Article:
• Dams and reservoirs
  • Hurricane barriers
  • Levees and pumping stations
  • Waterways, canals, and ports
  • Electrical power lines and connections (i.e., the national power grid)
  • Fire stations and equipment
  • Hospitals, clinics, and emergency response systems
  • Schools
  • Law enforcement and prisons
  • Sanitation and waste removal facilities — solid waste, wastewater, and hazardous waste
  • Post offices and mail delivery
  • Public parks and other types of green infrastructure

Infrastructure Definition

"infrastructure: The framework of interdependent networks and systems comprising identifiable industries, institutions (including people and procedures), and distribution capabilities that provide a reliable flow of products and services essential to the defense and economic security of the United States, the smooth functioning of governments at all levels, and society as a whole." — Report of the President’s Commission on Critical Infrastructure Protection, 1997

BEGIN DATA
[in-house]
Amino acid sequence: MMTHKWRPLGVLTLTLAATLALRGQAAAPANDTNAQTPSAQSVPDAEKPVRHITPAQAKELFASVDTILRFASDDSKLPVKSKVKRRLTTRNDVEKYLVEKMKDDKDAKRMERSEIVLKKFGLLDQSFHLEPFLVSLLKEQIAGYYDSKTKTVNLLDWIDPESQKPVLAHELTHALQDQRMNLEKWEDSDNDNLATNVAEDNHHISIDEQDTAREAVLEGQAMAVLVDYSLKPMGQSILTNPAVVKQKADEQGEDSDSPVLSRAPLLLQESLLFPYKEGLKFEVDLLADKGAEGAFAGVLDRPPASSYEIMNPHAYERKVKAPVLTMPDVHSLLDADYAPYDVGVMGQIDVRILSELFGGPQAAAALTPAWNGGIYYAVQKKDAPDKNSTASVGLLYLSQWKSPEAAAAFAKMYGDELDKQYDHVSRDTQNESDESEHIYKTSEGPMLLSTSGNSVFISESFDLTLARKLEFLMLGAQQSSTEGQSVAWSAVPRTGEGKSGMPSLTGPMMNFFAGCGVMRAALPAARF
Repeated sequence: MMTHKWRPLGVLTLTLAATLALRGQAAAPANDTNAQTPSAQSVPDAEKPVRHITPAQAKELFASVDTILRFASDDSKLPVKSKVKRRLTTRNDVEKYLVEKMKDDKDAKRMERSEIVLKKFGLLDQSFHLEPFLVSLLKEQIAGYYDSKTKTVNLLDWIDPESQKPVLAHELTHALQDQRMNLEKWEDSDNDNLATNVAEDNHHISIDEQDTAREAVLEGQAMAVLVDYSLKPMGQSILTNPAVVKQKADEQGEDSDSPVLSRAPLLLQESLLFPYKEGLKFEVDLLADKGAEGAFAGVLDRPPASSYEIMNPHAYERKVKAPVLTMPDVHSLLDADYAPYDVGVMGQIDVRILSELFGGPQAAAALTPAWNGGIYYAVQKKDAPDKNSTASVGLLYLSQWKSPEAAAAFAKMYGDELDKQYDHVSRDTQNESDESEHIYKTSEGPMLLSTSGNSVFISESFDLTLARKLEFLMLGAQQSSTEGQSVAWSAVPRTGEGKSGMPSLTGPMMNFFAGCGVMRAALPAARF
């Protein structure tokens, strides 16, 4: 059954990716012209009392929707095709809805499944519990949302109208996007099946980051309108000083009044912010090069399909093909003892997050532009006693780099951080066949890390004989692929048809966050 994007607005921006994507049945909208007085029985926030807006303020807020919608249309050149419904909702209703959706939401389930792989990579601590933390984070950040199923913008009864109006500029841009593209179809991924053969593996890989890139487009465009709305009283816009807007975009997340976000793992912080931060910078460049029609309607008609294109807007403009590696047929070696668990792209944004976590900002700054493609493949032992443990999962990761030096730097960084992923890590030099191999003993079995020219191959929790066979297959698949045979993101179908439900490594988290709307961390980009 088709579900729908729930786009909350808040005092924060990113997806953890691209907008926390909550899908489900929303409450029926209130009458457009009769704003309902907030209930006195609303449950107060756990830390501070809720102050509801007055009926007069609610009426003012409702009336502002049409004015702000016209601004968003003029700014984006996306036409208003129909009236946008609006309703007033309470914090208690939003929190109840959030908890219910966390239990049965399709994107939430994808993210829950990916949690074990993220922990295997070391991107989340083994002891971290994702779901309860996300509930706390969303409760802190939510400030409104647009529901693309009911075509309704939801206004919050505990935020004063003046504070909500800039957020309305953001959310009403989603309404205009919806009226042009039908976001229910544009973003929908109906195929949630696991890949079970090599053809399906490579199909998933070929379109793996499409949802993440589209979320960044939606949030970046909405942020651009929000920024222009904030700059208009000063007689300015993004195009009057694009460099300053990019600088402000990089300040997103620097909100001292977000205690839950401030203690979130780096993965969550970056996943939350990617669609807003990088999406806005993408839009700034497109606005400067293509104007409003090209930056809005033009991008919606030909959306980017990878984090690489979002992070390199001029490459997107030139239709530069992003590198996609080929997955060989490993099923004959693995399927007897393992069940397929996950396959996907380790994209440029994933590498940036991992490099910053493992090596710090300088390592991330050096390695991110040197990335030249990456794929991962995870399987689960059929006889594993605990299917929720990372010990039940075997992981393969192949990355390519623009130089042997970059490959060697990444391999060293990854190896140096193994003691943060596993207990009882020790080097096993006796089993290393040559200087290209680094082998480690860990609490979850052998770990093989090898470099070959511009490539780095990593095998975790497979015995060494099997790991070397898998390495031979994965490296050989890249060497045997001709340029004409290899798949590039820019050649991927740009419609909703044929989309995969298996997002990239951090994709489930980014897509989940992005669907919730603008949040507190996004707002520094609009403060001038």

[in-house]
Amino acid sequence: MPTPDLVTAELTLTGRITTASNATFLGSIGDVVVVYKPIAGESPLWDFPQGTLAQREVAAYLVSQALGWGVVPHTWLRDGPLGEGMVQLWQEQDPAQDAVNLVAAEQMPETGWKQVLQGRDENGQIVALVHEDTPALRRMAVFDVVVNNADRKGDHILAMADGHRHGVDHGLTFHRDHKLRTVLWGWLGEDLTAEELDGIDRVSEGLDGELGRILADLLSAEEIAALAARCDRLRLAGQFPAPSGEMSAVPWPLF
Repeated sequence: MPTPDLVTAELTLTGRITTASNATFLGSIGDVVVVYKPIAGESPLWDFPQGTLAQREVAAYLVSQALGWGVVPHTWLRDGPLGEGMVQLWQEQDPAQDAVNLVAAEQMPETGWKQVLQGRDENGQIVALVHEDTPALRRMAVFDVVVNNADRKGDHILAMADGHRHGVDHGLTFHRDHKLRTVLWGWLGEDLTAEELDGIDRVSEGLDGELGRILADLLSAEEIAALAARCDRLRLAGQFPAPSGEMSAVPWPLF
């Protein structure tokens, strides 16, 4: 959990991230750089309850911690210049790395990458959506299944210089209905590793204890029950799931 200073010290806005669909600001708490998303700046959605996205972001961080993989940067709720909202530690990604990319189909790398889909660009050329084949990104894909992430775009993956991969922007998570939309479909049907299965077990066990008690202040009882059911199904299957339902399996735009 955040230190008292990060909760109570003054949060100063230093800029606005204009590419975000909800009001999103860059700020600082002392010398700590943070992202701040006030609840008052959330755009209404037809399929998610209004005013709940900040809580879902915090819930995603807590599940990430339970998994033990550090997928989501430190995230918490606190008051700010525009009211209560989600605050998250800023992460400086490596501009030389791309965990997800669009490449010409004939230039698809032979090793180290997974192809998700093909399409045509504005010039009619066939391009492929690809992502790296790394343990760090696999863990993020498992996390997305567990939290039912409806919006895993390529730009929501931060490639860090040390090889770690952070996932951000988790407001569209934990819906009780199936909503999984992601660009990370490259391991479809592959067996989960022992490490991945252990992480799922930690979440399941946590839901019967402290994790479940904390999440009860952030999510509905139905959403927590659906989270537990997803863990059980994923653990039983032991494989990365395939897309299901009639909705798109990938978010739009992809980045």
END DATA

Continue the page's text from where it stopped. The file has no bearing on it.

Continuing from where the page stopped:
Why Infrastructure Is Important

We all use these systems, which are often called "public works," and we expect them to function for us, but we don't like to pay for them. Many times the cost is hidden in plain view — added taxes to your utility and telephone bill, for example, may help pay for infrastructure. Even teenagers with motorbikes help pay for infrastructure with every gallon of gasoline used. A "highway-user tax" is added to each gallon of motor fuel (e.g., gasoline, diesel, gasohol) that you buy. This money goes into what is called the Highway Trust Fund in order to pay for repairs and replacement of roads, bridges, and tunnels. Likewise, each airline ticket you buy has a federal excise tax that should be used to maintain the infrastructure needed to support air travel. Both state and federal governments are allowed to add taxes to certain products and services in order to help pay for the infrastructure that supports them. The infrastructure may begin to crumble if the tax doesn't keep increasing enough. These excise taxes are consumption taxes that are in addition to your income taxes, which also can be used to pay for infrastructure.